11 Now the angel of the Lord came and sat under the terebinth at Ophrah, which belonged to Joash the Abiezrite, while his son Gideon was beating out wheat in the winepress to hide it from the Midianites. 12 And the angel of the Lord appeared to him and said to him, “The Lord is with you, O mighty man of valor.”
In verse 11, the scene shifts from the call to repentance to God’s deliverance. He is calling a deliverer. He has the person picked out and he sent the angel of the Lord to do the calling.
The deliverer is Gideon. He is living with his dad, who is the head of the family, within the tribe of Benjamin, and probably owns the town of Ophrah where this tree is. He had managed to grow some wheat and harvest it without having it stolen by the Midianites. He is hiding from the Midianites in the winepress, so they will not see him threshing grain and take it. This is probably a tub sunk into the ground, and Gideon is down in it hitting the grain with a stick. This is not an impressive looking individual so far.
The angel came and sat down under a tree. He watched Gideon threshing down in the winepress. It is almost as if the angel is having a hard time believing this is the guy who God has chosen as the deliverer. But it is, so the angel addressed him as such. He said ‘The Lord is with you, O mighty man of valor.” These are great theological and prophetic words. If God is with Gideon, he is empowered to accomplish the task God gives him. He will become the valiant man God has chosen him to be.
Gideon, like Moses, had some reservations.
6:13-18 Gideon’s Doubts
13 And Gideon said to him, “Please, sir,  if the Lord is with us, why then has all this happened to us? And where are all his wonderful deeds that our fathers recounted to us, saying, ‘Did not the Lord bring us up from Egypt?’ But now the Lord has forsaken us and given us into the hand of Midian.” 14 And the Lord  turned to him and said, “Go in this might of yours and save Israel from the hand of Midian; do not I send you?” 15 And he said to him, “Please, Lord, how can I save Israel? Behold, my clan is the weakest in Manasseh, and I am the least in my father's house.” 16 And the Lord said to him, “But I will be with you, and you shall strike the Midianites as one man.” 17 And he said to him, “If now I have found favor in your eyes, then show me a sign that it is you who speaks. with me. 18 Please do not depart from here until I come to you and bring out my present and set it before you.” And he said, “I will stay till you return.”
Gideon’s first question is whether the Lord was actually with Israel. He has twisted the tale a bit, as the angel said the Lord was with Gideon, and Gideon responds asking if the Lord is with the nation. Clearly, the Lord was not with the nation and that was the point of their suffering. Gideon called attention to this by bringing up the wonderful deeds the Lord did in delivering them from Egypt, as he had heard from his elders. He did not mention the covenant, or Israel’s sin. But, he did realize that the Lord had indeed given them over to the Midianites.
The angel of the Lord then made it clear to Gideon that he was calling him as the deliverer of Israel. He told him to go and save Israel. Again, you see a similarity to the call of Moses, whom the Lord told to go and deliver Israel. He asked him a rhetorical question, “do I not send you?” He said, in other words, Gideon, you are going, because I am sending you.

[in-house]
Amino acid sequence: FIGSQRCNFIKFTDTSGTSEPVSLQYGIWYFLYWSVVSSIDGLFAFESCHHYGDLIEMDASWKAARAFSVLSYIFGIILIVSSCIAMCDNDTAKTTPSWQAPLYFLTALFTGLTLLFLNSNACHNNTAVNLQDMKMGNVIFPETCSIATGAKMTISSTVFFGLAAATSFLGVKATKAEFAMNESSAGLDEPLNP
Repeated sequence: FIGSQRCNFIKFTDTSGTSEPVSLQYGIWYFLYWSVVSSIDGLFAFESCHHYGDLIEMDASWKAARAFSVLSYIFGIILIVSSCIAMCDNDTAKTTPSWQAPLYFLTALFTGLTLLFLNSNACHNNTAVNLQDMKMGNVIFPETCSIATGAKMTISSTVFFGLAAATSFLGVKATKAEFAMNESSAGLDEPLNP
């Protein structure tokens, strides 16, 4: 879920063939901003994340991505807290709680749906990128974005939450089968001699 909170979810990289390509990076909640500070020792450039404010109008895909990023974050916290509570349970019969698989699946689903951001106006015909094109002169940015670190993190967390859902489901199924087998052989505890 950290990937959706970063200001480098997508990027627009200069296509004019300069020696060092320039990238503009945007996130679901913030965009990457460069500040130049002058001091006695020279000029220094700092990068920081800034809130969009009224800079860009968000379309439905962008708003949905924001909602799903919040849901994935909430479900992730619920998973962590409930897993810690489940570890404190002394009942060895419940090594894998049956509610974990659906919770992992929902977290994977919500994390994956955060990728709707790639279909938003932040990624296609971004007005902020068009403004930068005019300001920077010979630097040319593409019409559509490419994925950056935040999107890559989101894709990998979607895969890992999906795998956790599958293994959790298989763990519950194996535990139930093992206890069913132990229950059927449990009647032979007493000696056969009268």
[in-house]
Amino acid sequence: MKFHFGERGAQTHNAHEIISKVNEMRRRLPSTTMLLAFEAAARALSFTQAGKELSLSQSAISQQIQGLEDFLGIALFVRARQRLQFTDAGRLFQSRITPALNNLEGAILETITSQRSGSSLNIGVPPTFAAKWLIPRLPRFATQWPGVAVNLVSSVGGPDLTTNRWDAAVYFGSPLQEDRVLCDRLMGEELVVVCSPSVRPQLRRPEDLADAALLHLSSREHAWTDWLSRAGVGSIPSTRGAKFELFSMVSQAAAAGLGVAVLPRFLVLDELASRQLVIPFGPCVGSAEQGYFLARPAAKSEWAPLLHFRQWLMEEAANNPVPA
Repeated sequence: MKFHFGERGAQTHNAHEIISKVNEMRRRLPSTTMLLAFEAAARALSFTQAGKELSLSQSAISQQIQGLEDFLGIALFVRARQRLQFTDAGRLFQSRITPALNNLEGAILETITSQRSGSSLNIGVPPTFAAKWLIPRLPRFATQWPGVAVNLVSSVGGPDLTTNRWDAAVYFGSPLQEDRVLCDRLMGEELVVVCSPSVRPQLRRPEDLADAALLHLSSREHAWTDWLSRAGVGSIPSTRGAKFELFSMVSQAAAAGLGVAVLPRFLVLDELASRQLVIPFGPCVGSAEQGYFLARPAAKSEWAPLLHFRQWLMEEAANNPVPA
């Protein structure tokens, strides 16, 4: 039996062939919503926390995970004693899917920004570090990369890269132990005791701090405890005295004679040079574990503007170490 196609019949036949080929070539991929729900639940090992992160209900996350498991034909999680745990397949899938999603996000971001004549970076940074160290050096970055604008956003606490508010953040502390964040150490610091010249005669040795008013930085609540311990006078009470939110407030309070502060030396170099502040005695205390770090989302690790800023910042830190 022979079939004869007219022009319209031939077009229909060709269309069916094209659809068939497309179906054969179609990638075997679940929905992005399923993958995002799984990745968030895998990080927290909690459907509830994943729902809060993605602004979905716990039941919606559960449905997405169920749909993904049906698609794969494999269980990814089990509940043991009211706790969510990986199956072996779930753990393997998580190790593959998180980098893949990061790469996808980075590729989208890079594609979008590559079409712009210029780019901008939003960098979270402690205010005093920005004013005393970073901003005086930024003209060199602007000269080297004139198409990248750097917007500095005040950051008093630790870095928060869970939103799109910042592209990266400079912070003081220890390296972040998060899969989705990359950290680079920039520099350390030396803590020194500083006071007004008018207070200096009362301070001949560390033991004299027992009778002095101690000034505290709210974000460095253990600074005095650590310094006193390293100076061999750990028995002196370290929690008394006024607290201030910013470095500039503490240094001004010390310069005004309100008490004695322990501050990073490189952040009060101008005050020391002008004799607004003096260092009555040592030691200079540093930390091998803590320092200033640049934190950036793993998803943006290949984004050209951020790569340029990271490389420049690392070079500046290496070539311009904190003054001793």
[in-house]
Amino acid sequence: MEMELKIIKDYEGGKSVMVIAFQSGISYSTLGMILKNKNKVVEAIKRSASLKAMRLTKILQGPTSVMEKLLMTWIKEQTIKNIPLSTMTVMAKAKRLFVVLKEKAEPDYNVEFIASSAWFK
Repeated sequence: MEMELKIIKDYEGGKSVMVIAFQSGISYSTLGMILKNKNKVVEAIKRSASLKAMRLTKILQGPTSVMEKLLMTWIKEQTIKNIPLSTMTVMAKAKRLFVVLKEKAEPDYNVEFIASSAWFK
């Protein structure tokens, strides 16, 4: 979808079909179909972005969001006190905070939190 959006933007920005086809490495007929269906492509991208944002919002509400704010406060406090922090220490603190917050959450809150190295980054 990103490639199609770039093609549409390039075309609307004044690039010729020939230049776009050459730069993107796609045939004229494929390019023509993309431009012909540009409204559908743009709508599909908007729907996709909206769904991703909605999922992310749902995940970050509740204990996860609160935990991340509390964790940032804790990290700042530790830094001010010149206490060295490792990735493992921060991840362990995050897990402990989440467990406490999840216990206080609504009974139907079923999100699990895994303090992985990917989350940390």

He also referred again to Gideon’s might, which has not been displayed. “Go in this might of yours” would sound sarcastic, but instead, I think the Lord is telling him he will have might from the Lord to accomplish this deliverance.
Notice that the speaker is referred to the second time as “the Lord”, not the angel of the Lord. It seems to be another appearance of the pre-incarnate Christ.
Gideon’s second question deals not with the Lord’s presence, but with Gideon’s insufficiency. He is the youngest son in the smallest clan of the tribe. This again sounds like Moses making excuses. The Lord was not taking excuses that day, though, and answers Gideon as he answered Moses, that God would be with him.
Gideon absorbed these statements from the Lord, but did not trust that this indeed was the Lord. He wanted a sign. He intended to bring an offering. The Lord agreed to that.
6:19-24 Gideon’s Offering
19 So Gideon went into his house and prepared a young goat and unleavened cakes from an ephah  of flour. The meat he put in a basket, and the broth he put in a pot, and brought them to him under the terebinth and presented them. 20 And the angel of God said to him, “Take the meat and the unleavened cakes, and put them on this rock, and pour the broth over them.” And he did so. 21 Then the angel of the Lord reached out the tip of the staff that was in his hand and touched the meat and the unleavened cakes. And fire sprang up from the rock and consumed the flesh and the unleavened cakes. And the angel of the Lord vanished from his sight. 22 Then Gideon perceived that he was the angel of the Lord. And Gideon said, “Alas, O Lord God! For now I have seen the angel of the Lord face to face.” 23 But the Lord said to him, “Peace be to you. Do not fear; you shall not die.” 24 Then Gideon built an altar there to the Lord and called it, The Lord is Peace. To this day it still stands at Ophrah, which belongs to the Abiezrites.
Gideon prepared a gift which he hoped the angel would accept and after which the angel would give him a sign. It was a meal consisting of a young goat and unleavened cakes of bread. The Lord accepted the offering and consumed it by fire. Then, the Lord disappeared. Gideon saw all this as a sign that he had indeed been in the presence of the Lord and, therefore, the Lord was with him as the chosen deliverer of Israel.